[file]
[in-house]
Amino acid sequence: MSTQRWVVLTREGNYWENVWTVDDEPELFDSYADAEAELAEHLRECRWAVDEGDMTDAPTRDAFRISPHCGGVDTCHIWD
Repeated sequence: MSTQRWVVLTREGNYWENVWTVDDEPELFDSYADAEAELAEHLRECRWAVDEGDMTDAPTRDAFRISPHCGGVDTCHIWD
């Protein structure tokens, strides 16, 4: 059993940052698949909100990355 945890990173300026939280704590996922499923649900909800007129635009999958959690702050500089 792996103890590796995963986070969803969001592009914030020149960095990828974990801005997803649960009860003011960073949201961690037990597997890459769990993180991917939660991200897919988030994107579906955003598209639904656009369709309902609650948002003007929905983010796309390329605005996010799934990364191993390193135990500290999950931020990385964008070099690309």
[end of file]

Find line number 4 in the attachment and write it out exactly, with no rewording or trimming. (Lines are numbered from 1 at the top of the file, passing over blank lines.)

């Protein structure tokens, strides 16, 4: 059993940052698949909100990355 945890990173300026939280704590996922499923649900909800007129635009999958959690702050500089 792996103890590796995963986070969803969001592009914030020149960095990828974990801005997803649960009860003011960073949201961690037990597997890459769990993180991917939660991200897919988030994107579906955003598209639904656009369709309902609650948002003007929905983010796309390329605005996010799934990364191993390193135990500290999950931020990385964008070099690309």